(Swift later said her decision not to endorse Hillary Clinton was strategic in that she didn’t want to add her name to the list of high-profile celebrities who supported the Democratic nominee because it would play into then-candidate Donald Trump’s persona of being the candidate for the everyman. She has since regretted this calculation.)
“In the past I’ve been reluctant to publicly voice my political opinions,” Swift wrote in her Instagram post. “But due to several events in my life and in the world in the past two years, I feel very differently about that now.”
Blackburn responded to Swift’s comments on Fox News, saying, “Of course I support women and I want violence to end against women.”
Despite the voter registration spike after her post, Blackburn won.
Fast forward to January 2020, when Taylor Swift’s documentary, Miss Americana, hits Netflix. The film documents the making of her 2019 album, Lover, which coincides with the Tennessee native’s anxiety about coming out as a liberal. Also documented: Blackburn’s election victory.
From CNN (emphasis ours):
Later in the documentary, Swift is shown reacting to Blackburn’s election victory, saying she “can’t believe it.”
“She gets to be the first female senator in Tennessee, and she’s Trump in a wig,” Swift says. “She represents no female interests. She won by being a female applying to the kind of female males want us to be in a horrendous 1950s world.”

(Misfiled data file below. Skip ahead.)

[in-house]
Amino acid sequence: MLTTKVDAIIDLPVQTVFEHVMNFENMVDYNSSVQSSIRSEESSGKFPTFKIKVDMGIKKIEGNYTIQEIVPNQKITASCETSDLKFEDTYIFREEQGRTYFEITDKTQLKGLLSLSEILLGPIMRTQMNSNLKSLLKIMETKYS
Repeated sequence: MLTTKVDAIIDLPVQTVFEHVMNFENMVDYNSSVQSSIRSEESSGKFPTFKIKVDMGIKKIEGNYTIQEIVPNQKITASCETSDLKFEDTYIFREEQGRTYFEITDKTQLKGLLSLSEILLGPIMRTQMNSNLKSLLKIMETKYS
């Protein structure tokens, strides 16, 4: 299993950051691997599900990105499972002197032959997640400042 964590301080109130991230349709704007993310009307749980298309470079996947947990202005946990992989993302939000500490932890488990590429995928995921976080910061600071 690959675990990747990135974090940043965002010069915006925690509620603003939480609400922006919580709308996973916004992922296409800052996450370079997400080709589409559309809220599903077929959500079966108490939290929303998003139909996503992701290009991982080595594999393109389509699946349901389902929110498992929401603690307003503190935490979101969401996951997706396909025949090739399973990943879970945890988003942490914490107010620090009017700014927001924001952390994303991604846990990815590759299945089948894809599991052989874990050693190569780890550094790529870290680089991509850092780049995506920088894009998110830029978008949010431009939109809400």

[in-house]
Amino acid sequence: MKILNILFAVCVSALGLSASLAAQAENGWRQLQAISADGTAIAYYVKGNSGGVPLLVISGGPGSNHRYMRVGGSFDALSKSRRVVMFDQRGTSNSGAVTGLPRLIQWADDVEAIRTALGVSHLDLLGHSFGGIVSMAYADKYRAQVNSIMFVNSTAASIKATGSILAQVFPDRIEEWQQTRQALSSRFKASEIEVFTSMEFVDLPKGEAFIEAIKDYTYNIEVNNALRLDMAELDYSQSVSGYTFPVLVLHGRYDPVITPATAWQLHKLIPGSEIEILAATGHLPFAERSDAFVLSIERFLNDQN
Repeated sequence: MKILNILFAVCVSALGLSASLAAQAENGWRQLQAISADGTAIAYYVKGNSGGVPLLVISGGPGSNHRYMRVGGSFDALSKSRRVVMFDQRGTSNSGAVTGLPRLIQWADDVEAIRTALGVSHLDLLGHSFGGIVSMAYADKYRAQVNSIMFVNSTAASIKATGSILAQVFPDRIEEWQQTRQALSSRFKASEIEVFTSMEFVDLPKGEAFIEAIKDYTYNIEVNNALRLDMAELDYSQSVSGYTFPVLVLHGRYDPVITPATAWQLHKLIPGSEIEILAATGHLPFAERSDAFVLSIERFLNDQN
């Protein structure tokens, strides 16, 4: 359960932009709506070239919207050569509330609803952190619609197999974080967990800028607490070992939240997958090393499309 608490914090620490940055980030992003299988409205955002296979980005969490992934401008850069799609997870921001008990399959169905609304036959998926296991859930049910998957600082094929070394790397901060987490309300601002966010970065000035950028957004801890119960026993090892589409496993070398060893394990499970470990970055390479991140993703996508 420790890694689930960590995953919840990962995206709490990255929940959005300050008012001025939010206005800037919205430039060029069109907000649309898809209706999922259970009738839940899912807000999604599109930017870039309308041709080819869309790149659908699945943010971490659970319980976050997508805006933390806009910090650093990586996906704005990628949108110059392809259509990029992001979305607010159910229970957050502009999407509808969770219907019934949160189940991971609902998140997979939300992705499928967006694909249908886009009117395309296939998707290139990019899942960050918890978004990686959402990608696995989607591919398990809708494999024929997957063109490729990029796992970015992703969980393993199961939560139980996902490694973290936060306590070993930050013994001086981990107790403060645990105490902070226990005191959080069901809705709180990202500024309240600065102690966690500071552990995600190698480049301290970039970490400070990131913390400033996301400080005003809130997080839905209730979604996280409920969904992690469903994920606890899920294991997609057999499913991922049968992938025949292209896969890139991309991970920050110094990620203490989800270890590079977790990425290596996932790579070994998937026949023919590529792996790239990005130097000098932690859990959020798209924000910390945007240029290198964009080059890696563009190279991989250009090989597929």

The pop singer criticizes also Blackburn for her 2013 vote against the reauthorization of the Violence Against Women Act and stance against same-sex marriage.
“It’s really basic human rights, and it’s right and wrong at this point, and I can’t see another commercial and see her disguising these policies behind the words ‘Tennessee Christian values,’” Swift says, getting emotional. “Those aren’t Tennessee Christian values. I live in Tennessee. I am Christian. That’s not what we stand for.”
Following the documentary’s release, Blackburn was eager to bury the hatchet with Swift. She released the following statement:
“Taylor is an exceptionally gifted artist and songwriter, and Nashville is fortunate to be the center of her creative universe. While there are policy issues on which we may always disagree, we do agree on the need to throw the entertainment community’s collective influence behind legislation protecting songwriters, musicians, and artists from censorship, copyright theft, and profiteering. The Music Modernization Act was a huge win for creators, and the BOTS Act for fans. Growing support behind the AM-FM Act will close loopholes blocking compensation for radio play. I welcome any further opportunities to work with Tennessee’s and the nation’s creative communities to protect intellectual property and ensure appropriate compensation for their creations. On that note, I wish Taylor the best — she’s earned it.”
And in August, during an interview with Fox Nation’s Tomi Lahren, Blackburn was asked about the Taylor Swift “feud.”
“My door is always open to individuals that want to have a conversation about, ‘How do you improve the lives of Tennesseans, how do you improve the lives of Americans?” Blackburn said. “I have good friends that are Democrats and we have great conversations. I learn from them, and they learn from me … that’s the way it ought to be.”
It’s unclear what any Democrat would learn from Blackburn aside from conspiracy theories about Planned Parenthood ripping babies in half and selling their parts for cash, but sure.
And now, it’s 2021, and Blackburn is invoking Swift, unprompted, in her inane ramblings about Marxism, women’s rights, and country music. Swift is unlikely to respond, but stay tuned for Blackburn’s next stab at getting Swift’s attention.